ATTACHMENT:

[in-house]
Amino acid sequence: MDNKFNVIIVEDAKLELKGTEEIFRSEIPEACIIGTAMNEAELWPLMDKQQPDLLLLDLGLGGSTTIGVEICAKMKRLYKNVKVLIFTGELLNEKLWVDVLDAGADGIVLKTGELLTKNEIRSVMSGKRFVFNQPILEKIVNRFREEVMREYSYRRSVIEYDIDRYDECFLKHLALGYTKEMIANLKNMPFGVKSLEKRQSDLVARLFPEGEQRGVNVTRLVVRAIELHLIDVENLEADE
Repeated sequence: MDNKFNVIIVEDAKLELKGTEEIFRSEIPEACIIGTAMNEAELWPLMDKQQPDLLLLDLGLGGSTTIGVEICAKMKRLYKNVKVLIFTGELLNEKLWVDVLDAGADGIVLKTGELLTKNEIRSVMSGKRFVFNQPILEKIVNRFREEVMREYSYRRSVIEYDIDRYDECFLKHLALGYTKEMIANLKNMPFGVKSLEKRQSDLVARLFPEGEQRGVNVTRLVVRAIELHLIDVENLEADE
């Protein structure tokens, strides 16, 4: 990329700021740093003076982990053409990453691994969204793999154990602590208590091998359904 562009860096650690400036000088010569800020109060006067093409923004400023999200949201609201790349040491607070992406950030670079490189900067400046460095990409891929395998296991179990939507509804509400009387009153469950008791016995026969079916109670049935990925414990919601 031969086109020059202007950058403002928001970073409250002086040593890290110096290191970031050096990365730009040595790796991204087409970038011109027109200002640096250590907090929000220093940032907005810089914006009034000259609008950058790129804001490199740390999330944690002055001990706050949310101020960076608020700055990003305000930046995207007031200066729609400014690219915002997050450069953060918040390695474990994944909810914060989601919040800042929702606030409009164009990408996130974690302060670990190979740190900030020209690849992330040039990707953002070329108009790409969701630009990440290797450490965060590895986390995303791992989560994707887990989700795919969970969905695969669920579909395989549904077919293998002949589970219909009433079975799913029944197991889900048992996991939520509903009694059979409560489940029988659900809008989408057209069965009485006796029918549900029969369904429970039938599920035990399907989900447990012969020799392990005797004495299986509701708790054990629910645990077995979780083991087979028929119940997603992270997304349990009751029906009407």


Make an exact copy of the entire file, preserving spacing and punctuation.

[in-house]
Amino acid sequence: MDNKFNVIIVEDAKLELKGTEEIFRSEIPEACIIGTAMNEAELWPLMDKQQPDLLLLDLGLGGSTTIGVEICAKMKRLYKNVKVLIFTGELLNEKLWVDVLDAGADGIVLKTGELLTKNEIRSVMSGKRFVFNQPILEKIVNRFREEVMREYSYRRSVIEYDIDRYDECFLKHLALGYTKEMIANLKNMPFGVKSLEKRQSDLVARLFPEGEQRGVNVTRLVVRAIELHLIDVENLEADE
Repeated sequence: MDNKFNVIIVEDAKLELKGTEEIFRSEIPEACIIGTAMNEAELWPLMDKQQPDLLLLDLGLGGSTTIGVEICAKMKRLYKNVKVLIFTGELLNEKLWVDVLDAGADGIVLKTGELLTKNEIRSVMSGKRFVFNQPILEKIVNRFREEVMREYSYRRSVIEYDIDRYDECFLKHLALGYTKEMIANLKNMPFGVKSLEKRQSDLVARLFPEGEQRGVNVTRLVVRAIELHLIDVENLEADE
């Protein structure tokens, strides 16, 4: 990329700021740093003076982990053409990453691994969204793999154990602590208590091998359904 562009860096650690400036000088010569800020109060006067093409923004400023999200949201609201790349040491607070992406950030670079490189900067400046460095990409891929395998296991179990939507509804509400009387009153469950008791016995026969079916109670049935990925414990919601 031969086109020059202007950058403002928001970073409250002086040593890290110096290191970031050096990365730009040595790796991204087409970038011109027109200002640096250590907090929000220093940032907005810089914006009034000259609008950058790129804001490199740390999330944690002055001990706050949310101020960076608020700055990003305000930046995207007031200066729609400014690219915002997050450069953060918040390695474990994944909810914060989601919040800042929702606030409009164009990408996130974690302060670990190979740190900030020209690849992330040039990707953002070329108009790409969701630009990440290797450490965060590895986390995303791992989560994707887990989700795919969970969905695969669920579909395989549904077919293998002949589970219909009433079975799913029944197991889900048992996991939520509903009694059979409560489940029988659900809008989408057209069965009485006796029918549900029969369904429970039938599920035990399907989900447990012969020799392990005797004495299986509701708790054990629910645990077995979780083991087979028929119940997603992270997304349990009751029906009407």